Mathematical Biology and Medicine

Four-year studentship available at Leeds The project, in partnership with the Defence-science-and-technology-laboratory (Dstl), will involve the development of novel stochastic models of within-host viral infection.
A background (BSc or MSc) in Applied Mathematics, Physics or related subjects is required. The student will learn theoretical, computational and statistical methods and will undertake research visits to Dstl in Porton Down. Apply now
Enquire by email to Grant Lythe or Carmen Molina-París.

Forthcoming programs, conferences and workshops

Jobs News

Current and recent visitors

  • Mario Castro works on mathematical models of systems where fluctuations are relevant (cellular and receptor immunology) and on pattern formation in spatially extended systems (from tumor cell modeling to cauliflower morphogenesis or nano-structuring). The figure shows comparisons of different mathematical models with real experiments.
  • Madhulika Mishra (IISc Bangalore)
  • Narmada Sambaturu (IISc Bangalore)
  • Sathya Baarathi (IISc Bangalore)
  • Shamik Majumdar (IISc Bangalore)

Applications for research leading to a PhD are welcome. Please apply here, naming a potential project and supervisor. Sample projects are as follows:
  • Analysis of high-throughput genomic data applied to diseases such as cancer
    Arief Gusnanto, Charles Taylor, Jeanine Houwing-Duistermaat
    Statistical modelling of copy number alteration in cancer: using statistical methodology to discover patterns within the genomic copy number alteration profiles in cancer patients and how the pattern can be utilised for improved prediction of cancer survival and patients' clinical characteristics.
    Genetic association in complex diseases and cancer: a collaboration with research groups in the School of Medicine to perform fine mapping around a previously identified location to identify genetic variants that are associated with cancer.
  • Mathematical immunology
    Grant Lythe and Carmen Molina-París
    Development of stochastic mathematical and computational models of the immune system in health and disease, of intra-cellular signalling to understand cell fate, and development of diffusive motion models of cell-cell interactions and receptor-ligand interactions.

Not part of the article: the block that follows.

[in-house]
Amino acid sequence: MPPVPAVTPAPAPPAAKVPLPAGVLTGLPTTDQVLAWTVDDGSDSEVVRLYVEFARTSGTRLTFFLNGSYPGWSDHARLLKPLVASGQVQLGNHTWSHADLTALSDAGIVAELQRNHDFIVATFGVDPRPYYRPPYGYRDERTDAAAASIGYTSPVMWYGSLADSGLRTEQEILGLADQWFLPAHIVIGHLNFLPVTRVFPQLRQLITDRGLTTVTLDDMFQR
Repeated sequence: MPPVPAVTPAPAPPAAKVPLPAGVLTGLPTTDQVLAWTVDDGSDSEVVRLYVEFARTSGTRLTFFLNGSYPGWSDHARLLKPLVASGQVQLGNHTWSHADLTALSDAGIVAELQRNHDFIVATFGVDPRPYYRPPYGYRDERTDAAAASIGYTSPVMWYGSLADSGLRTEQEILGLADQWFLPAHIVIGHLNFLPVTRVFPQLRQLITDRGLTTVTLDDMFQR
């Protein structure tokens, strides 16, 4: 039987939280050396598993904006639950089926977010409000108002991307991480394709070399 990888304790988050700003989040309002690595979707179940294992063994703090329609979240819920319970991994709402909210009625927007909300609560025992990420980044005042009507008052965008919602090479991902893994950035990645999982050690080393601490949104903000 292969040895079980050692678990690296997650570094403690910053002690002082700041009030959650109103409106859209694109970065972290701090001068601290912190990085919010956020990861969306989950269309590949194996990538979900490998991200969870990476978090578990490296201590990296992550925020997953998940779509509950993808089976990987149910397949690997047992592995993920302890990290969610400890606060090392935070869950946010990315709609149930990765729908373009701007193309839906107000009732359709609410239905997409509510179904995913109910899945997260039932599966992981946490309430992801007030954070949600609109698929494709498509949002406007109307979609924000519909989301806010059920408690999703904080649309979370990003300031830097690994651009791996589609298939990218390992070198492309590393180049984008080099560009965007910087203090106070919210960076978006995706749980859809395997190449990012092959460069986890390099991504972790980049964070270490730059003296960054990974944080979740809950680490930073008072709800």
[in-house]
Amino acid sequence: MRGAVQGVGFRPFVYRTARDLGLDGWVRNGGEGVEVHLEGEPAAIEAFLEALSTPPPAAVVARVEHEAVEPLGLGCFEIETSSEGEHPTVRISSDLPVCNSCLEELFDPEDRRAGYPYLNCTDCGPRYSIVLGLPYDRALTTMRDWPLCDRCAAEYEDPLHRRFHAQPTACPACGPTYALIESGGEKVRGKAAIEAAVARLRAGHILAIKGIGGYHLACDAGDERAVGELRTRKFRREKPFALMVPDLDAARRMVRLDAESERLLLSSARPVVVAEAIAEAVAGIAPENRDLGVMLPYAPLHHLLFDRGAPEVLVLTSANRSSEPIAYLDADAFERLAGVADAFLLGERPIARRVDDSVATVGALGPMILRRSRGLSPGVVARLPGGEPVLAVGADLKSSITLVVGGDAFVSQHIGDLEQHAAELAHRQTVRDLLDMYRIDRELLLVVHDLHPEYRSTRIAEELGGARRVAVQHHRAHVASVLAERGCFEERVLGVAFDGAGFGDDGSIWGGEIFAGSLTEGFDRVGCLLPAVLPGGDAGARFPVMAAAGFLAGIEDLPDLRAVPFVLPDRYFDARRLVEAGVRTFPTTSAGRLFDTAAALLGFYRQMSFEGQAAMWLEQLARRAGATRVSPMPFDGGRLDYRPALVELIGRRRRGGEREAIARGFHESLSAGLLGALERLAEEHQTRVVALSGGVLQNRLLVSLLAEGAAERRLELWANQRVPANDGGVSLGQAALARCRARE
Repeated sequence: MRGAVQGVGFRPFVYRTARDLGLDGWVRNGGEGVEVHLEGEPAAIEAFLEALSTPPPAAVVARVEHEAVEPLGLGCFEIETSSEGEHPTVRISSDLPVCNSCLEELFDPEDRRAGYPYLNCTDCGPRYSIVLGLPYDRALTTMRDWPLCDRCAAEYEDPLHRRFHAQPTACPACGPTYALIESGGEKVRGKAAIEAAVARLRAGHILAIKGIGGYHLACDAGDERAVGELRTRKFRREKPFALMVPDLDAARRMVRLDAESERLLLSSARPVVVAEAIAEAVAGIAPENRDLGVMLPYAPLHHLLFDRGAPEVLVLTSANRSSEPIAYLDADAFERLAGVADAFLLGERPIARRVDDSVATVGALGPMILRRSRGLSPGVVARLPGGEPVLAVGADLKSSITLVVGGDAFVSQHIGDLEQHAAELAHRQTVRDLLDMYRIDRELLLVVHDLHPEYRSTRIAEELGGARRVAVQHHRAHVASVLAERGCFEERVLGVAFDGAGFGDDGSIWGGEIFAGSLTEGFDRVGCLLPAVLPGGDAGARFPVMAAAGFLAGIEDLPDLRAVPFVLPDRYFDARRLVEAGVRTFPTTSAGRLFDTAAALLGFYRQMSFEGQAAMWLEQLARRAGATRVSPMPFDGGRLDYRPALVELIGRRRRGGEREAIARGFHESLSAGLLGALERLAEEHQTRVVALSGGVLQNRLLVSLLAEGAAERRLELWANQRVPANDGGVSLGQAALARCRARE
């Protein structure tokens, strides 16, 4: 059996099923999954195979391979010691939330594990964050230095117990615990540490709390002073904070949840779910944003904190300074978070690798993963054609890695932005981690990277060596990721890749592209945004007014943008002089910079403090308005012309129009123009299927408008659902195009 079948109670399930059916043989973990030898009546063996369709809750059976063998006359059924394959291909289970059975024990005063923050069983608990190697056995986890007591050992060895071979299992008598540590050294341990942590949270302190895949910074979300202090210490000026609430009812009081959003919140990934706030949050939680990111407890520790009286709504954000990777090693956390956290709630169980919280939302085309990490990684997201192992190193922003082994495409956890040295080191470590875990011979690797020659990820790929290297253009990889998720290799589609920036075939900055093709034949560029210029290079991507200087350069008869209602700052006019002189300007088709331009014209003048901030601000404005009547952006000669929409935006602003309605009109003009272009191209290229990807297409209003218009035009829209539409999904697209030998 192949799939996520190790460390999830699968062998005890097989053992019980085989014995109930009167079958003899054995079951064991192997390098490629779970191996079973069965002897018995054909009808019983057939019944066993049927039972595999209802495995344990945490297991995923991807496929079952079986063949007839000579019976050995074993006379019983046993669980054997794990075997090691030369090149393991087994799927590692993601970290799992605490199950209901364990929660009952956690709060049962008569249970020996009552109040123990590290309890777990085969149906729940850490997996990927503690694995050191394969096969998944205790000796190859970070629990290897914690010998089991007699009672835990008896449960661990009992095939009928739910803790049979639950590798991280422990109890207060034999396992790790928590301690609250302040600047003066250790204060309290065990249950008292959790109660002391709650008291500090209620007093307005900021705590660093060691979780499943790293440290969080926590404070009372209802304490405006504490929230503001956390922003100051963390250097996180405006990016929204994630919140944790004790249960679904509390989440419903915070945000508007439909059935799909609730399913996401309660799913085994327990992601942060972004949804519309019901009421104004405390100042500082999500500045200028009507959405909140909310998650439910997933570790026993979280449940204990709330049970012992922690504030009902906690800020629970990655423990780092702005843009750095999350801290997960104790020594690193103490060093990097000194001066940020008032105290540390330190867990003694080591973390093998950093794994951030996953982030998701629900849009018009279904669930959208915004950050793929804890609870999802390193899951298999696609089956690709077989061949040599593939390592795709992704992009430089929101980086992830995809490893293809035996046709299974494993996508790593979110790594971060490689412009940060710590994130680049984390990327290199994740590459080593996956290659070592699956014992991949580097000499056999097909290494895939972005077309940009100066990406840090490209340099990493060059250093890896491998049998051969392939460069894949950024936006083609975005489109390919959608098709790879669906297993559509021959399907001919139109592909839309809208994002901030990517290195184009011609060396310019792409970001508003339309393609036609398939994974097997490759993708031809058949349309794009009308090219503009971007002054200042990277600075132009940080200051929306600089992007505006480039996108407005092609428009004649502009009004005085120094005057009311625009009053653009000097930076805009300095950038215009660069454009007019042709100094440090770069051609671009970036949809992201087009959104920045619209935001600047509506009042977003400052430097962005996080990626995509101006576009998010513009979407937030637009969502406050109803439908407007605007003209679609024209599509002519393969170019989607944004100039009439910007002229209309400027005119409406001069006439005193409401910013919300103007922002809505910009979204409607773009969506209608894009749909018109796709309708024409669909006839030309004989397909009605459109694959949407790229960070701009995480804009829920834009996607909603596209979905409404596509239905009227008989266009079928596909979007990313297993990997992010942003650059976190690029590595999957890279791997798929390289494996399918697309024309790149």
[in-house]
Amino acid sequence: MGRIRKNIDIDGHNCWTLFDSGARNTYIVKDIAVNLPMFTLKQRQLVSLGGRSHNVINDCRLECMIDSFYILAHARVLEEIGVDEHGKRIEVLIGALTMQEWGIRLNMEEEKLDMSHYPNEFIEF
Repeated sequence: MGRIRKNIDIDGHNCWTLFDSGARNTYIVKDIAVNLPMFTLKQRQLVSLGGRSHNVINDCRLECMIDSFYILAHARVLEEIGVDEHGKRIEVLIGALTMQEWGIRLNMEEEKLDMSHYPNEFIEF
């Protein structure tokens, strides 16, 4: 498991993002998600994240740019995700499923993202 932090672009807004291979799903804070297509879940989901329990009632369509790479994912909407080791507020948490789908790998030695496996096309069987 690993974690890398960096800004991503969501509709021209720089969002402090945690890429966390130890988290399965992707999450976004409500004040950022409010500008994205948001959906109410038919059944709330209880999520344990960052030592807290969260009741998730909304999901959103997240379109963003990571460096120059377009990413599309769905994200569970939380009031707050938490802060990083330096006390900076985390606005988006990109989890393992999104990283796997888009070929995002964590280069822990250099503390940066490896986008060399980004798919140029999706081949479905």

• Modelling biodiversity and ecosystems
    Sandro Azaele
    In this project you will be developing mathematical and computational tools for modeling spatial and temporal patterns in ecosystems, understanding their principal drivers across different scales, at population and community level. This will also help developing methodologies for upscaling biodiversity information from fine-scale sampling.
  • Modelling evolution on molecular and macroscopic scales
    Mauro Mobilia
    Inspired by recent results in biology, and also in behavioural sciences, we will combine notions of non-linear dynamics and evolutionary game together with the theory of stochastic processes and numerical simulations to investigate how noise and mobility influences the formation of coherent patterns.
  • Modelling of biomolecules
    Oliver Harlen and Daniel Read, in collaboration with the Astbury Centre
    Simulating the motions of large biomolecules such molecular motors and also soft colloidal particles, entities that are large enough to be beyond the scope of atomistic simulations (that model the motion of individual atoms), but small enough to be affected by thermal fluctuations (Brownian motion).

Recent Mathematical Biology and Medicine seminars

  • Tuesday 6 June 2017 Kevin Burrage(Visiting Professor Oxford University and Queensland University of Technology)
    Unlocking datasets by calibrating populations of models to data density: a study in atrial electrophysiology
    The understanding of complex physical or biological systems nearly always requires a characterisation of the variability that underpins these processes. In addition, the data used to calibrate such models may also often exhibit considerable variability. A recent approach to deal with these issues has been to calibrate populations of models (POMs), that is multiple copies of a single mathematical model but with different parameter values.
    To date this calibration has been limited to selecting models that produce outputs that fall within the ranges of the dataset, ignoring any trends that might be present in the data. We present here a novel and general methodology for calibrating POMs to the distributions of a set of measured values in a dataset. We demonstrate the benefits of our technique using a dataset from a cardiac atrial electrophysiology study based on the differences in atrial action potential readings between patients exhibiting sinus rhythm (SR) or chronic atrial fibrillation (cAF) and the Courtemanche-Ramirez-Nattel model for human atrial action potentials.
    Our approach accurately captures the variability inherent in the experimental population, allows for uncertainty quantification and also allows us to identify the differences underlying stratified data as well as the effects of drug block.

Recent programs, conferences and workshops